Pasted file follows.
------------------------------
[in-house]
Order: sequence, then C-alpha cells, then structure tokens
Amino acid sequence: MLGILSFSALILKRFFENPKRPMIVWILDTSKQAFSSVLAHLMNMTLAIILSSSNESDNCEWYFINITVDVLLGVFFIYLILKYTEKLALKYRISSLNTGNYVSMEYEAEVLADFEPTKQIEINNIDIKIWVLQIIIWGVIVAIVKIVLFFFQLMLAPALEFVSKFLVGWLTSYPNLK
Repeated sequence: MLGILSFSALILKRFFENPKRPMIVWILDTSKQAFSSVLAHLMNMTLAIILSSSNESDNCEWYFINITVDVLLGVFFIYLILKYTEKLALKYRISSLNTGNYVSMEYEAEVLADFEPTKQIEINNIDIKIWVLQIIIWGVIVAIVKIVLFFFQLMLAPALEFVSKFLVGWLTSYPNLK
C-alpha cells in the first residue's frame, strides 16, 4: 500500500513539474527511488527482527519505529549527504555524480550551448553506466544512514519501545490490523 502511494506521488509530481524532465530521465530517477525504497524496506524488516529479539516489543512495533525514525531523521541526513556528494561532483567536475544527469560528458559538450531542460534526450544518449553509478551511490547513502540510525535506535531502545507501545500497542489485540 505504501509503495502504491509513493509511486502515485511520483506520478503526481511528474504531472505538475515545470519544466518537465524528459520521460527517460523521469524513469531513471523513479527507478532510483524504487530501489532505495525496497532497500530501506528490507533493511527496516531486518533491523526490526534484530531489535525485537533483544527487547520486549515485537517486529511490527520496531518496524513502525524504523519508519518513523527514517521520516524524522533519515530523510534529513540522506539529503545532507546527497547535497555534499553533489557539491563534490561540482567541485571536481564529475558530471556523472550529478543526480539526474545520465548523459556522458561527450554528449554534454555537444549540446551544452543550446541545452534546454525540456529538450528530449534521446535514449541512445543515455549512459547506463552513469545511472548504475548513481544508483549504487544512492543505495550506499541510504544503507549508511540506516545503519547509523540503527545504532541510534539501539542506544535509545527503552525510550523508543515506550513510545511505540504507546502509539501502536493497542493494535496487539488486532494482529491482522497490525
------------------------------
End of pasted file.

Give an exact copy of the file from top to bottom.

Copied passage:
[in-house]
Order: sequence, then C-alpha cells, then structure tokens
Amino acid sequence: MLGILSFSALILKRFFENPKRPMIVWILDTSKQAFSSVLAHLMNMTLAIILSSSNESDNCEWYFINITVDVLLGVFFIYLILKYTEKLALKYRISSLNTGNYVSMEYEAEVLADFEPTKQIEINNIDIKIWVLQIIIWGVIVAIVKIVLFFFQLMLAPALEFVSKFLVGWLTSYPNLK
Repeated sequence: MLGILSFSALILKRFFENPKRPMIVWILDTSKQAFSSVLAHLMNMTLAIILSSSNESDNCEWYFINITVDVLLGVFFIYLILKYTEKLALKYRISSLNTGNYVSMEYEAEVLADFEPTKQIEINNIDIKIWVLQIIIWGVIVAIVKIVLFFFQLMLAPALEFVSKFLVGWLTSYPNLK
C-alpha cells in the first residue's frame, strides 16, 4: 500500500513539474527511488527482527519505529549527504555524480550551448553506466544512514519501545490490523 502511494506521488509530481524532465530521465530517477525504497524496506524488516529479539516489543512495533525514525531523521541526513556528494561532483567536475544527469560528458559538450531542460534526450544518449553509478551511490547513502540510525535506535531502545507501545500497542489485540 505504501509503495502504491509513493509511486502515485511520483506520478503526481511528474504531472505538475515545470519544466518537465524528459520521460527517460523521469524513469531513471523513479527507478532510483524504487530501489532505495525496497532497500530501506528490507533493511527496516531486518533491523526490526534484530531489535525485537533483544527487547520486549515485537517486529511490527520496531518496524513502525524504523519508519518513523527514517521520516524524522533519515530523510534529513540522506539529503545532507546527497547535497555534499553533489557539491563534490561540482567541485571536481564529475558530471556523472550529478543526480539526474545520465548523459556522458561527450554528449554534454555537444549540446551544452543550446541545452534546454525540456529538450528530449534521446535514449541512445543515455549512459547506463552513469545511472548504475548513481544508483549504487544512492543505495550506499541510504544503507549508511540506516545503519547509523540503527545504532541510534539501539542506544535509545527503552525510550523508543515506550513510545511505540504507546502509539501502536493497542493494535496487539488486532494482529491482522497490525